Momentum on Rohingya Rights

Aiding Rohingya refugees escaping genocide in Burma


The Rohingya people of Burma (Myanmar) have faced decades of abuse and violence at the hands of their own country’s military. This persecuted ethnic minority has been stripped of their citizenship, driven from their land, and interned in camps. In August 2017, the violence escalated to ethnic cleansing, when the military began a vicious campaign of burning villages and murdering women, men and children en masse. In the aftermath, more than 700,000 Rohingya people have fled to Bangladesh—many on a weeks-long journey—carrying nothing but their children and a few belongings. Top UN officials say these atrocities bear the hallmarks of genocide.

The plight of the Rohingya people echoes the persecution and violence suffered by Jews throughout history, and AJWS is acting powerfully on our promise of “never again.”

Thanks to our generous donors, AJWS’s grantees are working around the clock to help refugees in camps in Bangladesh meet basic needs for food, shelter and water; recover from their profound traumas; and weather the devastation wrought by the monsoon rains. We are also supporting Rohingya and other human rights activists in Burma and around the world in their efforts to end the persecution and achieve justice.

AJWS has issued a rallying cry for the Rohingya people— pushing the U.S. government to take action and orchestrating a unified Jewish response.

"Thanks to AJWS, we are able to highlight the situation of the Rohingya to the world. If we did not have the support of AJWS, we would not be able to do all this.” —Tun Khin, Founder of AJWS grantee Burmese Rohingya Organization

Together with our partners and allies, we launched the Jewish Rohingya Justice Network, a diverse coalition of leaders from across the Jewish community. We mobilized 72 American Jewish organizations and 248 rabbis and communal leaders to petition the Senate to pass the Burma Human Rights and Freedom Act of 2018, a bill calling for immediate U.S. government intervention.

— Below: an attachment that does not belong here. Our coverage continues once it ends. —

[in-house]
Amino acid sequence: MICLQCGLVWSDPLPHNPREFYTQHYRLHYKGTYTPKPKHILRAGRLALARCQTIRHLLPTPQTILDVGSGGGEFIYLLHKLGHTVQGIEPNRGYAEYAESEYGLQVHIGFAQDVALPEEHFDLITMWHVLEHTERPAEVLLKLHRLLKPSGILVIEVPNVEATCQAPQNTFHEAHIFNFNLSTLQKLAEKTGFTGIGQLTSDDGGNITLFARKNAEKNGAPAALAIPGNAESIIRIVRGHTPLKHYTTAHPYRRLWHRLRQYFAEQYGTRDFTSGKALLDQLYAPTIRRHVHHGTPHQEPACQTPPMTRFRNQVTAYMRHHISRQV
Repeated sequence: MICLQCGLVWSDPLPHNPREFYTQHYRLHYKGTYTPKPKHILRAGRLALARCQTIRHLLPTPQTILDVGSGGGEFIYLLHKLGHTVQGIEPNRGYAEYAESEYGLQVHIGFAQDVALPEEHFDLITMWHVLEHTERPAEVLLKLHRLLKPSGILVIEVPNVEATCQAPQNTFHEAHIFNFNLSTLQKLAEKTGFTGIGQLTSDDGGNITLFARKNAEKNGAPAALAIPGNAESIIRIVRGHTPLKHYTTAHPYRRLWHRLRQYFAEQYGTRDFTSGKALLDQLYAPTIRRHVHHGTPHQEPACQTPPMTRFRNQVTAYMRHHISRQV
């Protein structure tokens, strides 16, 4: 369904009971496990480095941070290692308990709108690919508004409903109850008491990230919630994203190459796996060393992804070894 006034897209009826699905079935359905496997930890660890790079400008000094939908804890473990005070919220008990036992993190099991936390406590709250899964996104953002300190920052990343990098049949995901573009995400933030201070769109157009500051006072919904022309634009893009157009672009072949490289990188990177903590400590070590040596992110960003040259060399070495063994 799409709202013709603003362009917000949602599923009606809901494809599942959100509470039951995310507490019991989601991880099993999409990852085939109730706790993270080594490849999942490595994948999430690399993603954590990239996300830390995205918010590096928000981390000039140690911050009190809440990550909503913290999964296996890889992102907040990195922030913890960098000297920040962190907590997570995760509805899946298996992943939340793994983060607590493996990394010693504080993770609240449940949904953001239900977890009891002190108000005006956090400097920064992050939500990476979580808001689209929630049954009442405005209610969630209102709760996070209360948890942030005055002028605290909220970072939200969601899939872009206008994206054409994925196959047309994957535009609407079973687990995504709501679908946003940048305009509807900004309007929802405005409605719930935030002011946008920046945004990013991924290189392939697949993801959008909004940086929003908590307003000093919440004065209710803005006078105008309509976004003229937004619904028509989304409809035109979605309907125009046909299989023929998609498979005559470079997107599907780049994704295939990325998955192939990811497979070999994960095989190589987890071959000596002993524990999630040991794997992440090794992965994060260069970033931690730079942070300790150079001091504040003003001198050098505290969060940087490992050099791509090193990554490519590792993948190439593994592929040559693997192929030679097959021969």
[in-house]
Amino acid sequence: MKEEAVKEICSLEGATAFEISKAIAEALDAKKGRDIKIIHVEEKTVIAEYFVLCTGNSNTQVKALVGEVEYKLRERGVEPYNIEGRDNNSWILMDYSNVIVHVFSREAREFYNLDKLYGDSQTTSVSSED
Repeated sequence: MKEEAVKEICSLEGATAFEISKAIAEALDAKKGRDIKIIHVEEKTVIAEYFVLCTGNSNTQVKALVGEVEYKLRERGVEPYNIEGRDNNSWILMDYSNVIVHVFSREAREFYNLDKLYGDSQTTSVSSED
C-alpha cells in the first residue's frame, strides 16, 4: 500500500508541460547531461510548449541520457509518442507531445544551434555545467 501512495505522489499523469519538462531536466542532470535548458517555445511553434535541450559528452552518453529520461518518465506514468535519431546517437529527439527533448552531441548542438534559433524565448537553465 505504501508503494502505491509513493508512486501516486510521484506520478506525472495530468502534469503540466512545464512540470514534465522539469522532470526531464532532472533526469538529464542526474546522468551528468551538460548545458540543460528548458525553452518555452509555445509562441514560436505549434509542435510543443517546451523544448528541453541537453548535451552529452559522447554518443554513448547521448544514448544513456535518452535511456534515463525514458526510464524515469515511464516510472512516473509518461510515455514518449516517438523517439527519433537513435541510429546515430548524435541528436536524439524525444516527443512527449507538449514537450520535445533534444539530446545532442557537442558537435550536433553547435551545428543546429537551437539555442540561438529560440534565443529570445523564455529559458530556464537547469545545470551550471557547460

“The experience of joining AJWS in Washington to bring the plight of the Rohingya people to those in elected office is among the proudest moments in my 20 years as a rabbi. No one can honestly say now that the American Jewish community stood silent as our Rohingya brothers and sisters continued to bleed.” — Rabbi David Wirtschafter, Temple Adath Israel, Lexington, KY

Thanks to this advocacy, the Senate Foreign Relations Committee advanced the bill to the full Senate in February 2018. The House followed suit with a similar bill in May, which passed with overwhelming support and included language that AJWS helped shape calling for increased humanitarian aid, U.S. sanctions against Burma and a mechanism for accountability for crimes against the Rohingya. Though this legislation is currently stalled in the Senate, the U.S. government acted on several of our key asks. In August, they sanctioned several Burmese military officials and denied them entry visas into the U.S. And in September, the administration increased humanitarian aid to the Rohingya refugees in Bangladesh.

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Feature photo courtesy of MM Rahman/Alamy Stock Photo